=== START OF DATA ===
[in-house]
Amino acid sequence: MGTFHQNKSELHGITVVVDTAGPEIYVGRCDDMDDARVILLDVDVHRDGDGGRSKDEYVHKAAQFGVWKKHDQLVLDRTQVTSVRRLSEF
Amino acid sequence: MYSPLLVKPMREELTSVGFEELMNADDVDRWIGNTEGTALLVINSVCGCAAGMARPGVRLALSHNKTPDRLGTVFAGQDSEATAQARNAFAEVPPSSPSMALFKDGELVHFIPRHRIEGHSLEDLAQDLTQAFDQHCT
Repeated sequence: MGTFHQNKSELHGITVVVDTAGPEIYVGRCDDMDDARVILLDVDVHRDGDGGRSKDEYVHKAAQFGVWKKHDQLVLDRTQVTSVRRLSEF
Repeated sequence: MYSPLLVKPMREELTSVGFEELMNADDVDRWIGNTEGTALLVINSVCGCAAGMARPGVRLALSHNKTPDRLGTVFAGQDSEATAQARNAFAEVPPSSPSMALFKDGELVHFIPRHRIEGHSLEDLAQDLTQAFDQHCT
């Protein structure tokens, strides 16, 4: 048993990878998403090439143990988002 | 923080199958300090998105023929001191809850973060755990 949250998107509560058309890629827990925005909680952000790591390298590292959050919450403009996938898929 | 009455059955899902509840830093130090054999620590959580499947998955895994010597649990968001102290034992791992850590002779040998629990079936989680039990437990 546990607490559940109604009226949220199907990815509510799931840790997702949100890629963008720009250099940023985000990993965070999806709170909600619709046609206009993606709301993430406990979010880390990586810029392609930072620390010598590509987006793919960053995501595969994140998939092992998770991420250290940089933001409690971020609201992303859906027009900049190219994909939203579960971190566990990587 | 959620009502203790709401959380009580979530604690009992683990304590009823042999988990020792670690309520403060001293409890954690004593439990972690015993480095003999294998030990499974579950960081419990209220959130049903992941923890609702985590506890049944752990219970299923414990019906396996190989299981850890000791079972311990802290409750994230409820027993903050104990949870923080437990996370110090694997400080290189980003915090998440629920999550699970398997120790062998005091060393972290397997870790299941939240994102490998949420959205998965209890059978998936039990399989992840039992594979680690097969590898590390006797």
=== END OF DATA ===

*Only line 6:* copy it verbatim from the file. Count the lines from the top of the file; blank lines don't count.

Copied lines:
């Protein structure tokens, strides 16, 4: 048993990878998403090439143990988002 | 923080199958300090998105023929001191809850973060755990 949250998107509560058309890629827990925005909680952000790591390298590292959050919450403009996938898929 | 009455059955899902509840830093130090054999620590959580499947998955895994010597649990968001102290034992791992850590002779040998629990079936989680039990437990 546990607490559940109604009226949220199907990815509510799931840790997702949100890629963008720009250099940023985000990993965070999806709170909600619709046609206009993606709301993430406990979010880390990586810029392609930072620390010598590509987006793919960053995501595969994140998939092992998770991420250290940089933001409690971020609201992303859906027009900049190219994909939203579960971190566990990587 | 959620009502203790709401959380009580979530604690009992683990304590009823042999988990020792670690309520403060001293409890954690004593439990972690015993480095003999294998030990499974579950960081419990209220959130049903992941923890609702985590506890049944752990219970299923414990019906396996190989299981850890000791079972311990802290409750994230409820027993903050104990949870923080437990996370110090694997400080290189980003915090998440629920999550699970398997120790062998005091060393972290397997870790299941939240994102490998949420959205998965209890059978998936039990399989992840039992594979680690097969590898590390006797």